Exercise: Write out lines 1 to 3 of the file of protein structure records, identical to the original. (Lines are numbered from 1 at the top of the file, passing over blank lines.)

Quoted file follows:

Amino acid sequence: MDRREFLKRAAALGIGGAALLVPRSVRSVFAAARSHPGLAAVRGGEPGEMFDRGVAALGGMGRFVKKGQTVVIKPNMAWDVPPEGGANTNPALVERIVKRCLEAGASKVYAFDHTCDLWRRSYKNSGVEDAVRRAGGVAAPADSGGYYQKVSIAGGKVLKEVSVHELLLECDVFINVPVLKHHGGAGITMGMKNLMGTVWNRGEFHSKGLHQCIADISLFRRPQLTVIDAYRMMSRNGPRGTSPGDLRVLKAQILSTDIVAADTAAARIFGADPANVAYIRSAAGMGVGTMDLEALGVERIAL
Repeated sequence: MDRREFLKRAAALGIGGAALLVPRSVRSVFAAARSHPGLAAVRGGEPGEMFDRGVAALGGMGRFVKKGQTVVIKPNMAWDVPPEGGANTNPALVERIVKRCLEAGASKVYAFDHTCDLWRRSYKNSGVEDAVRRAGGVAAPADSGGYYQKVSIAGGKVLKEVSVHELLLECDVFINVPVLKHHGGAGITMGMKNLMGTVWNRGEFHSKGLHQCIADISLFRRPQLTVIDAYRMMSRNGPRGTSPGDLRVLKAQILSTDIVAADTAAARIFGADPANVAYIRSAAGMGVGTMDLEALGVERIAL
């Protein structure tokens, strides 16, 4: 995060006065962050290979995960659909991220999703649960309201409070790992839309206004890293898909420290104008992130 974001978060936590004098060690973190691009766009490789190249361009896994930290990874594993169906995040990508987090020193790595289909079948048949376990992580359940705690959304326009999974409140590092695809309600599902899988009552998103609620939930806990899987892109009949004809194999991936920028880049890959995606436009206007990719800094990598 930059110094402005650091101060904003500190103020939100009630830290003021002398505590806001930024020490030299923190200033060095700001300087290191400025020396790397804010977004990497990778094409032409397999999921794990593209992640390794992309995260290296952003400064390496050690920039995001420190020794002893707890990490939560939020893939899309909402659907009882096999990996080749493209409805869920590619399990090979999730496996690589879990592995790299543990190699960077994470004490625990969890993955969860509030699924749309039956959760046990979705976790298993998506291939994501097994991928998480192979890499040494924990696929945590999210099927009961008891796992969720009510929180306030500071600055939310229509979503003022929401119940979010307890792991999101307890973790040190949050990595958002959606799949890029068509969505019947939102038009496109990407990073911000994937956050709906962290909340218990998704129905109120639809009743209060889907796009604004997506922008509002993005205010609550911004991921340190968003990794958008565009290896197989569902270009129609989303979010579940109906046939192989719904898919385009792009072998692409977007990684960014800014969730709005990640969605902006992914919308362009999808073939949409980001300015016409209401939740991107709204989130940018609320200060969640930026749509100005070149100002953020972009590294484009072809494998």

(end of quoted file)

Amino acid sequence: MDRREFLKRAAALGIGGAALLVPRSVRSVFAAARSHPGLAAVRGGEPGEMFDRGVAALGGMGRFVKKGQTVVIKPNMAWDVPPEGGANTNPALVERIVKRCLEAGASKVYAFDHTCDLWRRSYKNSGVEDAVRRAGGVAAPADSGGYYQKVSIAGGKVLKEVSVHELLLECDVFINVPVLKHHGGAGITMGMKNLMGTVWNRGEFHSKGLHQCIADISLFRRPQLTVIDAYRMMSRNGPRGTSPGDLRVLKAQILSTDIVAADTAAARIFGADPANVAYIRSAAGMGVGTMDLEALGVERIAL
Repeated sequence: MDRREFLKRAAALGIGGAALLVPRSVRSVFAAARSHPGLAAVRGGEPGEMFDRGVAALGGMGRFVKKGQTVVIKPNMAWDVPPEGGANTNPALVERIVKRCLEAGASKVYAFDHTCDLWRRSYKNSGVEDAVRRAGGVAAPADSGGYYQKVSIAGGKVLKEVSVHELLLECDVFINVPVLKHHGGAGITMGMKNLMGTVWNRGEFHSKGLHQCIADISLFRRPQLTVIDAYRMMSRNGPRGTSPGDLRVLKAQILSTDIVAADTAAARIFGADPANVAYIRSAAGMGVGTMDLEALGVERIAL
């Protein structure tokens, strides 16, 4: 995060006065962050290979995960659909991220999703649960309201409070790992839309206004890293898909420290104008992130 974001978060936590004098060690973190691009766009490789190249361009896994930290990874594993169906995040990508987090020193790595289909079948048949376990992580359940705690959304326009999974409140590092695809309600599902899988009552998103609620939930806990899987892109009949004809194999991936920028880049890959995606436009206007990719800094990598 930059110094402005650091101060904003500190103020939100009630830290003021002398505590806001930024020490030299923190200033060095700001300087290191400025020396790397804010977004990497990778094409032409397999999921794990593209992640390794992309995260290296952003400064390496050690920039995001420190020794002893707890990490939560939020893939899309909402659907009882096999990996080749493209409805869920590619399990090979999730496996690589879990592995790299543990190699960077994470004490625990969890993955969860509030699924749309039956959760046990979705976790298993998506291939994501097994991928998480192979890499040494924990696929945590999210099927009961008891796992969720009510929180306030500071600055939310229509979503003022929401119940979010307890792991999101307890973790040190949050990595958002959606799949890029068509969505019947939102038009496109990407990073911000994937956050709906962290909340218990998704129905109120639809009743209060889907796009604004997506922008509002993005205010609550911004991921340190968003990794958008565009290896197989569902270009129609989303979010579940109906046939192989719904898919385009792009072998692409977007990684960014800014969730709005990640969605902006992914919308362009999808073939949409980001300015016409209401939740991107709204989130940018609320200060969640930026749509100005070149100002953020972009590294484009072809494998």